Summary

AWS has been growing exponentially for more than a decade now, but enterprise IT operations are not dead yet, what’s going on?

A market split in two

  • The enterprise infrastructure customer base is static, and consists almost entirely of old legacy enterprises
  • The enterprise vendors maintain revenue by increasing prices and because many of their customers are in fact growing
  • Old, large enterprises have been steadily growing for decades, while there has been a global lack of new, large enterprises
  • Existing customers are mostly unable to move their workloads to IaaS cloud providers because of various barriers
  • Legacy IT workers in general have neither the authority, the skills nor the motivation to move existing workloads to the cloud. They can however also not be fired, since they are needed to maintain the legacy infrastructure, which the enterprise depends on.
  • Management typically hires external consultants to move legacy workloads to the cloud. The technical operations are not particularly complicated, but external consultants have little chance of success without support from legacy IT.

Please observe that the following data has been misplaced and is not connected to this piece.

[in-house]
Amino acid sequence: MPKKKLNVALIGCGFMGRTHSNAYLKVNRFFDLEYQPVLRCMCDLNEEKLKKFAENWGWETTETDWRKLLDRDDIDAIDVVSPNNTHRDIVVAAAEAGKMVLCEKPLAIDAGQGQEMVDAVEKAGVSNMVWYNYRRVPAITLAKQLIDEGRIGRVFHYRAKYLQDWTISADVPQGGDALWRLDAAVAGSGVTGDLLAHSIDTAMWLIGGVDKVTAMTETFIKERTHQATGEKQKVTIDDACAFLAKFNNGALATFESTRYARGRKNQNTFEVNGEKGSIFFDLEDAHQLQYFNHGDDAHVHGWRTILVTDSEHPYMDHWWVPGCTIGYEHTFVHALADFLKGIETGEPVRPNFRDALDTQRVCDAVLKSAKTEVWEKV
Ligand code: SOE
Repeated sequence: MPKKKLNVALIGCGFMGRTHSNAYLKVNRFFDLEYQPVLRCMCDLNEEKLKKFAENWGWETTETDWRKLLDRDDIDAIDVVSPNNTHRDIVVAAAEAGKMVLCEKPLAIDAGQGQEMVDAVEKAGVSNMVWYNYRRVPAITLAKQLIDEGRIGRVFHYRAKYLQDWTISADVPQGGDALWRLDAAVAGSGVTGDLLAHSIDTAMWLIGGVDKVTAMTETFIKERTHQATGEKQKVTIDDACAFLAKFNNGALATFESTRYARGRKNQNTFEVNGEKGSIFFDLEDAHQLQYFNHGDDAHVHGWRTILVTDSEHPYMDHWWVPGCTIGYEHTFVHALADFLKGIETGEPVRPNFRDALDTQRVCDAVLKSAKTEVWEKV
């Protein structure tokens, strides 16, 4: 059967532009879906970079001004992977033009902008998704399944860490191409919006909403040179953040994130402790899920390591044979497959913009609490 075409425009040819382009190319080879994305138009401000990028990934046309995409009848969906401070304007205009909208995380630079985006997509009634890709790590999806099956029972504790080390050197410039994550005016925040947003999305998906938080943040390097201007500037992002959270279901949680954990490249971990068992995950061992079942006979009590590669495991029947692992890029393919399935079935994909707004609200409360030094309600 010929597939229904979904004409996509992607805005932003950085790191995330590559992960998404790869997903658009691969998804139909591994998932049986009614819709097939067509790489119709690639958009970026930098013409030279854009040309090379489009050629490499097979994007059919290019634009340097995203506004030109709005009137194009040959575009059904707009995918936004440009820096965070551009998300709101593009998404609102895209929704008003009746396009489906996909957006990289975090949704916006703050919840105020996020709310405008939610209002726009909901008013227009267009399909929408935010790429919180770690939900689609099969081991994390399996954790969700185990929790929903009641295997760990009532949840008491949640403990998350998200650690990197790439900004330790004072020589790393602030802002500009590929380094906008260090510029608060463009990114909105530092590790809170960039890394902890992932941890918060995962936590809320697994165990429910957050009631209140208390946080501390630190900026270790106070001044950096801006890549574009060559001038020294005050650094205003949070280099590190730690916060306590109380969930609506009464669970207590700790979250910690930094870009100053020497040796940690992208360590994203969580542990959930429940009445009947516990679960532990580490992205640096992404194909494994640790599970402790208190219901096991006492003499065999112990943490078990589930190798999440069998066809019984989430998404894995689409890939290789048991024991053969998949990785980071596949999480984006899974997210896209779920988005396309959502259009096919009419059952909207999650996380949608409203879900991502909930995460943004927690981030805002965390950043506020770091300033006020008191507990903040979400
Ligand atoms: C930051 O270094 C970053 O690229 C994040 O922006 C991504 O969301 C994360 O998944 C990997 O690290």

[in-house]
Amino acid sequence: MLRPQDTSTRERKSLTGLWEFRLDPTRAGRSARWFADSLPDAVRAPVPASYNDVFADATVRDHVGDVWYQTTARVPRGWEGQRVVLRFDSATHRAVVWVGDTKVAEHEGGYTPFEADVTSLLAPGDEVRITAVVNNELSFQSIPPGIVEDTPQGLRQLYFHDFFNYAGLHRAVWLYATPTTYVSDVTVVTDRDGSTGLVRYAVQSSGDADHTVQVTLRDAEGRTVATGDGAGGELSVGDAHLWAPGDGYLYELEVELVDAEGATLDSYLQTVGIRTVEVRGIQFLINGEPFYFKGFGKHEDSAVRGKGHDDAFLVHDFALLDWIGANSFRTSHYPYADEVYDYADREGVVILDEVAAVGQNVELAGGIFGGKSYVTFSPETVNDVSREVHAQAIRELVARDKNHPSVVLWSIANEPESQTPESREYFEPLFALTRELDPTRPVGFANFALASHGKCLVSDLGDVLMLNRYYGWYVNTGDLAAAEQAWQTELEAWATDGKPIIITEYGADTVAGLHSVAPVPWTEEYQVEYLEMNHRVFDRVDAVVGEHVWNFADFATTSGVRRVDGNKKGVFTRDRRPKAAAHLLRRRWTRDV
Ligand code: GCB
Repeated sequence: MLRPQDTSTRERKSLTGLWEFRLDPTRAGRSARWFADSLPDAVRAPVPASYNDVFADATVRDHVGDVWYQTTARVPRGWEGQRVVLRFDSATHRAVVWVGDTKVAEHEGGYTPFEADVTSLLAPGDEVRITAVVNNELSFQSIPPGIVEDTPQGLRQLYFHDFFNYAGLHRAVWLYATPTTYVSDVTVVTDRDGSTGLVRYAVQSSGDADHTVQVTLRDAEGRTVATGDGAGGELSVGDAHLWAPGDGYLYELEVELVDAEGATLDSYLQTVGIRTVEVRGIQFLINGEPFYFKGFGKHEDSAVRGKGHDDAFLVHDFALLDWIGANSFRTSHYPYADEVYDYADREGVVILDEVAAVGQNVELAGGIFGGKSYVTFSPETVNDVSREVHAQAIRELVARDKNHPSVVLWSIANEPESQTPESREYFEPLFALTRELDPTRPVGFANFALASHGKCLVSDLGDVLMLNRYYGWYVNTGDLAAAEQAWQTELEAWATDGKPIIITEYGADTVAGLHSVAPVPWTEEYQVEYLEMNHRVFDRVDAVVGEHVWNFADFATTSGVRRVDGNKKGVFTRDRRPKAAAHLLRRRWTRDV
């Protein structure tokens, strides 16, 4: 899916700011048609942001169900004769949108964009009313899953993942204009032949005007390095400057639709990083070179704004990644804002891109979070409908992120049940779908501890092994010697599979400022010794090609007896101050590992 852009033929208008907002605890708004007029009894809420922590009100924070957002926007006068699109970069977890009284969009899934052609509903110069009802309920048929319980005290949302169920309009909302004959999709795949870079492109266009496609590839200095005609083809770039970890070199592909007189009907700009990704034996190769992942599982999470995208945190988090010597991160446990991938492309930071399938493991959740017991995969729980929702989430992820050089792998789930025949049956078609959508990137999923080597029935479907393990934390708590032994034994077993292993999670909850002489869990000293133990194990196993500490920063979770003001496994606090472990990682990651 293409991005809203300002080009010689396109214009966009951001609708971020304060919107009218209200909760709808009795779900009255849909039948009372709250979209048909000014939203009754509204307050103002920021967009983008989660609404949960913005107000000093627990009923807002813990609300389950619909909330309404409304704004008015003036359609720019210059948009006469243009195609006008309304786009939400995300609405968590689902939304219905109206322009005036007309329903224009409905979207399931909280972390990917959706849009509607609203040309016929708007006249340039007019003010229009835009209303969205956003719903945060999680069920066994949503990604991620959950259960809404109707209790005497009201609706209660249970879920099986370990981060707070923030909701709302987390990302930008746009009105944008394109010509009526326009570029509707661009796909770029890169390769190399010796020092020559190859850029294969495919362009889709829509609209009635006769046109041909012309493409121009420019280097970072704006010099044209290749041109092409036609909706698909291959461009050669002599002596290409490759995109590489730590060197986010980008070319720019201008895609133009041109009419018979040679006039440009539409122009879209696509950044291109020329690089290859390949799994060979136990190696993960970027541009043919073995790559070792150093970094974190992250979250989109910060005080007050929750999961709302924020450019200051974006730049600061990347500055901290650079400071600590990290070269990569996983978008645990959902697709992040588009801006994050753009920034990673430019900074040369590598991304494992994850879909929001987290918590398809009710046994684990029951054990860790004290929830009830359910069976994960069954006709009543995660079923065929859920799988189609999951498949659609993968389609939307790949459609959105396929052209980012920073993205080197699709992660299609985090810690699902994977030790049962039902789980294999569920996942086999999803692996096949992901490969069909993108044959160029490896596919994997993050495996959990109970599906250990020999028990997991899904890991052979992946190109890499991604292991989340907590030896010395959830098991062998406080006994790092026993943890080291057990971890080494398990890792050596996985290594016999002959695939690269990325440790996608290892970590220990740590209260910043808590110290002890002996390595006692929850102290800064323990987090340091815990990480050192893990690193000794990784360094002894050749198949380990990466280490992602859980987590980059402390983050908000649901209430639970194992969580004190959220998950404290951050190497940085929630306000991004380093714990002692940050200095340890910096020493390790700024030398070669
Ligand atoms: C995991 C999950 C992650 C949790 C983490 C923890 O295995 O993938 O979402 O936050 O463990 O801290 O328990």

• For obvious (and sometimes even valid) reasons legacy IT often successfully puts up barriers to placing new workloads in the cloud (security, compliance, licensing, performance, cost).

Why did enterprise IT vendors not engage AWS?

What about Open Source?

What about Europe?

What about the hosting industry?

Market analysis

  • AWS owns the 50 billion USD IaaS market for workloads from cloud-natives, startups and developers
  • The barrier to entry is high, but new entries to this market are still possible, as proven by Digital Ocean
  • This absolutely requires the efficiency and low cost of Open Source, and is not possible using enterprise technology
  • VMware still owns the 100+ billion USD market for legacy enterprise workloads
  • No IaaS vendor has directly catered to this market so far
  • Lift-and-shift operations are being driven by management hiring consultants and are largely failing
  • Recoding of legacy applications is not happening much

What is “enterprise infrastructure”?

How big is the addressable enterprise infrastructure market?

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Christian Orellana

Christian Orellana

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Danish entrepreneur working with digital infrastructure, and cloud computing. Analytical approach, creative outcomes. Take care — christian@orellana.dk